A dismal ‘comedy’ with barely a laugh in site that not even the brilliant Craig Robinson can save. Dreadful…
Night of the Devils ***
A strange 1972 Italian thriller from director Giorgio Ferroni that never really reaches the realms of the great like-minded films of the period but it's interesting enough to recommend. Fans of Bava's Black Sabbath will absolutely want to check it out and the score from Giorgio Gaslini is well-done.
Ninja Assassin **
Save for a few potent action scenes this film is surprisingly dull and the CGI blood outstays its welcome almost immediately.
Nude For Satan ***
Rita Calderoni haunts my dreams and she is unforgettable in this eerie and outlandish Italian production that never quite reaches greatness but it gets close.
Summer's Moon ***1/2
Another winner from Smash Cut director Lee Demarbre starring lovely Ashley Greene. Demarbre is a real talent and Summer's Moon is a terrific little thriller.
The American Soldier ****
My thoughts on this Fassbinder film can be read here.
The Beach Girls (1982) **1/2
Who in the hell is Debra Blee and why didn't she appear in more films? Honestly I should probably give this silly little sexploitation beach romp a lower score but there was something infectious about how joyously exploitative it is and Blee is really, really something.
The Disappearance of Alice Creed ****
Powerful performances from Gemma Arterton, Martin Compston and Eddie Marsan highlight this terrific and tense British Kidnap thriller that felt a lot more fresh and vital than I expected it to.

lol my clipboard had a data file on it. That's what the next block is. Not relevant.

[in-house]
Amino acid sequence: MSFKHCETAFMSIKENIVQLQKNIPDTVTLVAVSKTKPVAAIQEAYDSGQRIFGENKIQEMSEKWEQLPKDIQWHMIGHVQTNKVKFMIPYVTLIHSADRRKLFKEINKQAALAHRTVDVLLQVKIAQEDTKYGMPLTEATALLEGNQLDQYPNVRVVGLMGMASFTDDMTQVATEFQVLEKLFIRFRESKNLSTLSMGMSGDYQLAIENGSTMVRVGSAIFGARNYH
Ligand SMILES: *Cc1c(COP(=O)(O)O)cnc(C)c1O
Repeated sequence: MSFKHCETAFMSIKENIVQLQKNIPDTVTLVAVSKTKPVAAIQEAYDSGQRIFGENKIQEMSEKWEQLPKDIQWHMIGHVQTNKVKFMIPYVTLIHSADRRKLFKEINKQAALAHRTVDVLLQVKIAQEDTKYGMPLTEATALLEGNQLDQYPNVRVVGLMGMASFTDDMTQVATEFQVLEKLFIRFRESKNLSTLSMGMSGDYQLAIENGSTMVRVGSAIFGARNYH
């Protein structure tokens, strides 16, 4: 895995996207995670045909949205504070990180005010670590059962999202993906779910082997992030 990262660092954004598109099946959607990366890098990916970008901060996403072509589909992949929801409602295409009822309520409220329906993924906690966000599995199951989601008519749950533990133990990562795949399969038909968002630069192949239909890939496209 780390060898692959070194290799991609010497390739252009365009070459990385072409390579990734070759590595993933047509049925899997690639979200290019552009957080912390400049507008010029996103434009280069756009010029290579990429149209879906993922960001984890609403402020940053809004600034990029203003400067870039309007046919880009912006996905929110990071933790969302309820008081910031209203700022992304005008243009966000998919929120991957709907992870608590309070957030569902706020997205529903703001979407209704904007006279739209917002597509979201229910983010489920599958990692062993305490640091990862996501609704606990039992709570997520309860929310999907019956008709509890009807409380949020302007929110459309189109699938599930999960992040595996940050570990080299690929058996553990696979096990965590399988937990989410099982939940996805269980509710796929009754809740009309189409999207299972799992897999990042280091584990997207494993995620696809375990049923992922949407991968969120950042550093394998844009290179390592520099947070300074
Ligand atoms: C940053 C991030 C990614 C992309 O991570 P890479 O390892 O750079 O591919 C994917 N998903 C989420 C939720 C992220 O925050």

The Extraordinary Seaman *
Ugh, this was really terrible and the fact that such a great director (John Frankenheimer) and wonderful cast (David Niven, Faye Dunaway, Alan Alda) were attached to it makes it all the more regrettable.
The Neptune Factor *1/2
I watched this mostly for Ben Gazzara and it's as poor as its reputation suggests. Terrible special effects and a hellishly sluggish pace capsize it at every turn.
Colin Farrell's thoughtful performance elevates this slow and jumbled war film centering on PTSD. Paz Vega and Christopher Lee also lend able support but it is Farrell that really makes this recommendable.
When Michael Calls ***
Another early seventies Ben Gazzara film I caught up with and this was much better than The Neptune Factor. This creepy little chiller also features Michael Douglas and I found it to be effectively eerie all the way through.
Women in Trouble **1/2
If I was rating just Carla Gugino as Elektra Luxx then this would get five stars. However the mesmerizing Gugino is only in Women in Trouble sporadically and it never comes together as a cohesive piece, despite the best efforts of a number ogf good actors including Joseph Gordon-Levitt, Josh Brolin and scene-stealing Adrianne Palicki.
Finally, I caught up with two 2011 films at theaters:
The Green Hornet **
What a monumentally disappointing work this is. I am a huge fan of the writing team of Seth Rogan and Evan Goldberg, and Michel Gondry is one of my favorite young directors, so I had high hopes for The Green Hornet. Nothing really works here, save for a few inspired bits from Christoph Waltz. A real mis-fire all the way around.
The Mechanic ***
Longtime readers here will know how much I love Michael Winner’s original version of The Mechanic but you might not know that I am also a huge fan of Jason Statham so I had mixed feelings going into this. While it doesn’t touch the original, I found the new version of The Mechanic to be a perfectly acceptable modern action film and was a lot moodier and effective than I thought it would be.